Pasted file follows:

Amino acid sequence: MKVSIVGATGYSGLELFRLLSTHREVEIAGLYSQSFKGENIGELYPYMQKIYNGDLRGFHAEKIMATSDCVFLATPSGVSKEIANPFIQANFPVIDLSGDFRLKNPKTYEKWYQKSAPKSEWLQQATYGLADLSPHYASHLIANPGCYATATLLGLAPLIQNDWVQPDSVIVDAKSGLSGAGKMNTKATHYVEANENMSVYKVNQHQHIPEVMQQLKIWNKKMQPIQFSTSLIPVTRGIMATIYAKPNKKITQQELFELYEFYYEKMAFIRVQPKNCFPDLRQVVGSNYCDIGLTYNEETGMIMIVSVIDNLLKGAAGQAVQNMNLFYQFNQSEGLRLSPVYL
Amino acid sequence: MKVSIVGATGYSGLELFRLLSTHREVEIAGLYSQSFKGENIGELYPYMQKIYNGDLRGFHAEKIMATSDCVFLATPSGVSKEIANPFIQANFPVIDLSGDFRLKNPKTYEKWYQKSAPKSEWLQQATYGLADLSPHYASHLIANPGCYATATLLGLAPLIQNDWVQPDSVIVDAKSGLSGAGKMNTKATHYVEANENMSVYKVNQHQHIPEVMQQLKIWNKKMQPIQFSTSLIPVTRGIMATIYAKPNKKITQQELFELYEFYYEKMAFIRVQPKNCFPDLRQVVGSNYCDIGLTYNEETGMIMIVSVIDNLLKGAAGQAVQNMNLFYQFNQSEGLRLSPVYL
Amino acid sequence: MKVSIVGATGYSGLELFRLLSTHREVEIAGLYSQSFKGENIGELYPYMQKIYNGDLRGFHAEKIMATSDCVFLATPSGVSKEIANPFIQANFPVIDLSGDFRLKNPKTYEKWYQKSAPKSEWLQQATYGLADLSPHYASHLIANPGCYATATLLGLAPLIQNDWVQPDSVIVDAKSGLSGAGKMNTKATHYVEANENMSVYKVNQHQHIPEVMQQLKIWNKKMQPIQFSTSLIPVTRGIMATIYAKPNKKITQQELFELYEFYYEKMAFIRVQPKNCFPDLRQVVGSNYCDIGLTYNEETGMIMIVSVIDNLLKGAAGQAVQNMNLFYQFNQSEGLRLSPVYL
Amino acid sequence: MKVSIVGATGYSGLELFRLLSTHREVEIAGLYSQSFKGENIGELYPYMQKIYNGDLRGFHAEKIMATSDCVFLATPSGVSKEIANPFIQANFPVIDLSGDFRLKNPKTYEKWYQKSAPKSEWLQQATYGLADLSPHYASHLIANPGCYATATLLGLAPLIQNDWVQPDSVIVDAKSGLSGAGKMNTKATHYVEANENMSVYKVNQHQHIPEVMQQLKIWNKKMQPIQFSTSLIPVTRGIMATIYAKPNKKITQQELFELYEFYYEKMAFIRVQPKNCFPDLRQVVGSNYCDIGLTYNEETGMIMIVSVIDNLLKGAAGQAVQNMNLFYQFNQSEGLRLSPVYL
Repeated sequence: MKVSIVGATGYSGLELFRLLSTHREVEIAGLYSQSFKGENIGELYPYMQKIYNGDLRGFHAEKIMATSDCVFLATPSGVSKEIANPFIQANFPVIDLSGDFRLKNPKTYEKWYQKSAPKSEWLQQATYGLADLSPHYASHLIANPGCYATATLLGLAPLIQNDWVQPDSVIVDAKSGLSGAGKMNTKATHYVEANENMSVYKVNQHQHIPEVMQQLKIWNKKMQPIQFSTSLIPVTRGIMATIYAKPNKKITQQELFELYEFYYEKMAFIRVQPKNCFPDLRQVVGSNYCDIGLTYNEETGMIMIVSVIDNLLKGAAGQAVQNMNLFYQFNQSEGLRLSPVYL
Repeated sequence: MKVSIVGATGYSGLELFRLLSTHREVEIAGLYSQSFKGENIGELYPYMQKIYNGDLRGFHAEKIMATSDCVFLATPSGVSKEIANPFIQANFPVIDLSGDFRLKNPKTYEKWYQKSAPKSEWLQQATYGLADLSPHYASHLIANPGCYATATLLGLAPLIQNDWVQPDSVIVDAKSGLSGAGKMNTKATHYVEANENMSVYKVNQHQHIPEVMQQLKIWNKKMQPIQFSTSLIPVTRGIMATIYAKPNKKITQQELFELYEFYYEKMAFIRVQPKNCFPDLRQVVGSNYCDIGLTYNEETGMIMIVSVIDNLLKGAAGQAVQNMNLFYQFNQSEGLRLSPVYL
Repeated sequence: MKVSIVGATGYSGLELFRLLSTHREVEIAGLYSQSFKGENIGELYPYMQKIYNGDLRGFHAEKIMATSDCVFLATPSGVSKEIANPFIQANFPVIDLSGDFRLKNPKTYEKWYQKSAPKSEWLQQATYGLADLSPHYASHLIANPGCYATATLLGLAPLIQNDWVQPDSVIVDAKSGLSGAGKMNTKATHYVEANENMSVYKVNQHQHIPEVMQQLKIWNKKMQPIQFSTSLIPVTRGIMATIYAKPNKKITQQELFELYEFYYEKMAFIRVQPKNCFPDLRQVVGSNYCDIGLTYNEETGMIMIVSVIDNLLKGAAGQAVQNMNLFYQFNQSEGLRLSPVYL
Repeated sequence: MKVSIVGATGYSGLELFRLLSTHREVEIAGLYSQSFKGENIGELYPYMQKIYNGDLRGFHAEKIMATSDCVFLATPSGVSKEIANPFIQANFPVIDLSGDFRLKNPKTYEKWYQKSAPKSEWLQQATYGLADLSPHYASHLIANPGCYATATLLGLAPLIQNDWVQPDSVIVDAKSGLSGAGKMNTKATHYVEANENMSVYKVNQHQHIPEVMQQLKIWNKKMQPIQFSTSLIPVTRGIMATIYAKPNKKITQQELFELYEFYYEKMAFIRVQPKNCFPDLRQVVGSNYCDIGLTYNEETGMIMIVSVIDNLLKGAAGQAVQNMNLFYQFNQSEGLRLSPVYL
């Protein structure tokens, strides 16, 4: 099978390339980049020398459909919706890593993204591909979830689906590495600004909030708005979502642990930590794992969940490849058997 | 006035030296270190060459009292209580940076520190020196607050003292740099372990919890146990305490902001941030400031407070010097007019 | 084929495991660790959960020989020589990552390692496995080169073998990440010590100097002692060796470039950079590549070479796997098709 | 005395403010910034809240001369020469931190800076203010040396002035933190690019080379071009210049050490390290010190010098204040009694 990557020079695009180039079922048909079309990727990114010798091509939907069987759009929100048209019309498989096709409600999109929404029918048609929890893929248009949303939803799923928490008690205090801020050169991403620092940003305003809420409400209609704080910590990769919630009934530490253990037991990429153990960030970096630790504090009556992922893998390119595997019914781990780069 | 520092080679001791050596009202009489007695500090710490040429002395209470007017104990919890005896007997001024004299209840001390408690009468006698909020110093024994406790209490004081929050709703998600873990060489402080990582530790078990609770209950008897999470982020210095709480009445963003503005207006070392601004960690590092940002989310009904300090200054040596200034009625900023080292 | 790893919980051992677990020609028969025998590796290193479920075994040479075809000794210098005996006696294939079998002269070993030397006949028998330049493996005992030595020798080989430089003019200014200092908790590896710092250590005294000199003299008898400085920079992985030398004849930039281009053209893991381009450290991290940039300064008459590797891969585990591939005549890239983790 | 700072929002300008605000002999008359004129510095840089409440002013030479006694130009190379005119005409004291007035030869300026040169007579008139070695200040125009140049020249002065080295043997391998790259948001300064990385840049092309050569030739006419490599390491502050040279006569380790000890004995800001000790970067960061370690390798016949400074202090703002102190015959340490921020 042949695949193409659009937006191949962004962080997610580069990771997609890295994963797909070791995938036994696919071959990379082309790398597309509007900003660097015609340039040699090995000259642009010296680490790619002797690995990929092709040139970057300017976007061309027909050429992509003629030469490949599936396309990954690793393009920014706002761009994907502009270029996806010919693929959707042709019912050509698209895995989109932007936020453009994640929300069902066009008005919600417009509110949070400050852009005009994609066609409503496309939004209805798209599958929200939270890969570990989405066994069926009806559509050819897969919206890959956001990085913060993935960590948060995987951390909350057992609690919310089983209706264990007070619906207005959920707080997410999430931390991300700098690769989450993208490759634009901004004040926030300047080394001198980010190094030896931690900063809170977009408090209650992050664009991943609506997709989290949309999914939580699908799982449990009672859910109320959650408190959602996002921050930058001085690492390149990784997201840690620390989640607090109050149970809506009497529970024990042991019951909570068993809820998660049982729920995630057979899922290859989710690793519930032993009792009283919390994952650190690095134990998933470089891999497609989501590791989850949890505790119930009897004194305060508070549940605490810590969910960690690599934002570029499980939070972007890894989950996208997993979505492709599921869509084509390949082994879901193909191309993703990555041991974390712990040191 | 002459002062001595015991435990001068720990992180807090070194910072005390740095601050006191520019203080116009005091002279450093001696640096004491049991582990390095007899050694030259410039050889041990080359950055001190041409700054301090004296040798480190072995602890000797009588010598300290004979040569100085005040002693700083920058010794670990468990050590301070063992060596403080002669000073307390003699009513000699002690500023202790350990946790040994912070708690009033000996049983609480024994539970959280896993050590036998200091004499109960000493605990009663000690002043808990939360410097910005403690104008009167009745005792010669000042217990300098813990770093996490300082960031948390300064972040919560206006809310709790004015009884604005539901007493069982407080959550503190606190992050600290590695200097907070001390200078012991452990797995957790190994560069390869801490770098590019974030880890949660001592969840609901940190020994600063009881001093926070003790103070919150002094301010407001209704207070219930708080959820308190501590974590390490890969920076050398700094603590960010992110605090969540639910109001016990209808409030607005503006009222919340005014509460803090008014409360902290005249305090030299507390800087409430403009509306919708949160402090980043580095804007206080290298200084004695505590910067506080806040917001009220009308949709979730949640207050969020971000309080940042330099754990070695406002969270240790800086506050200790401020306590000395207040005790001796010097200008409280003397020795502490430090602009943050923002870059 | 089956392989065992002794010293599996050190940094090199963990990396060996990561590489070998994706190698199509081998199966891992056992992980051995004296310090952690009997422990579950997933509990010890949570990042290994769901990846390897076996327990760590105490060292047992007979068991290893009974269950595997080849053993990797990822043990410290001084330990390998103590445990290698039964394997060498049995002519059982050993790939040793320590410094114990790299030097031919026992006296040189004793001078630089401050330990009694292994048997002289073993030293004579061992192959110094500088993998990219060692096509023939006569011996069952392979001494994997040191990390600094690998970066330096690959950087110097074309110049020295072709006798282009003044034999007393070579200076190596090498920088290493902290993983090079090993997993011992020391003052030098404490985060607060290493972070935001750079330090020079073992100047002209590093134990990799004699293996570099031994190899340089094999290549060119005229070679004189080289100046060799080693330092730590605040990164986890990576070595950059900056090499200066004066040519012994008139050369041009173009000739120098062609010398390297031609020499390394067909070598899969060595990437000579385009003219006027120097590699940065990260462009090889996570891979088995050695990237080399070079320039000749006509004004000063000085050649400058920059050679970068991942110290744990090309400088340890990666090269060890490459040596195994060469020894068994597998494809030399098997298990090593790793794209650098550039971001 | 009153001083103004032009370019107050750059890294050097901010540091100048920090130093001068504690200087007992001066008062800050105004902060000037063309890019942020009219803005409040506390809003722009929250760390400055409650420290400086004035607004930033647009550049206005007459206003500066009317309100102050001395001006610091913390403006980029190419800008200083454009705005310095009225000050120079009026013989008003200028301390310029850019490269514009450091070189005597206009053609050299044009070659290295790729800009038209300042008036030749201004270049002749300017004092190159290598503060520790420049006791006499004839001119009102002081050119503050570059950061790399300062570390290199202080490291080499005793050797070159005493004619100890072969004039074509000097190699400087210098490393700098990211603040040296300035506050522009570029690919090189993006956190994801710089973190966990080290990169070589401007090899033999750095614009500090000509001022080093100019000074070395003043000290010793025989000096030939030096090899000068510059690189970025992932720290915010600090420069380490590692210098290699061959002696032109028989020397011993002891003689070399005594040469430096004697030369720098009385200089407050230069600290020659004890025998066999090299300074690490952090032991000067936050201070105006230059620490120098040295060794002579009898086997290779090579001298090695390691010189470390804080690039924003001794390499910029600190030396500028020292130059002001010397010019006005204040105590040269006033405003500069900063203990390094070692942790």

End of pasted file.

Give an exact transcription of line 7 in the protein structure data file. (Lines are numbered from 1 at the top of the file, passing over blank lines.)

Repeated sequence: MKVSIVGATGYSGLELFRLLSTHREVEIAGLYSQSFKGENIGELYPYMQKIYNGDLRGFHAEKIMATSDCVFLATPSGVSKEIANPFIQANFPVIDLSGDFRLKNPKTYEKWYQKSAPKSEWLQQATYGLADLSPHYASHLIANPGCYATATLLGLAPLIQNDWVQPDSVIVDAKSGLSGAGKMNTKATHYVEANENMSVYKVNQHQHIPEVMQQLKIWNKKMQPIQFSTSLIPVTRGIMATIYAKPNKKITQQELFELYEFYYEKMAFIRVQPKNCFPDLRQVVGSNYCDIGLTYNEETGMIMIVSVIDNLLKGAAGQAVQNMNLFYQFNQSEGLRLSPVYL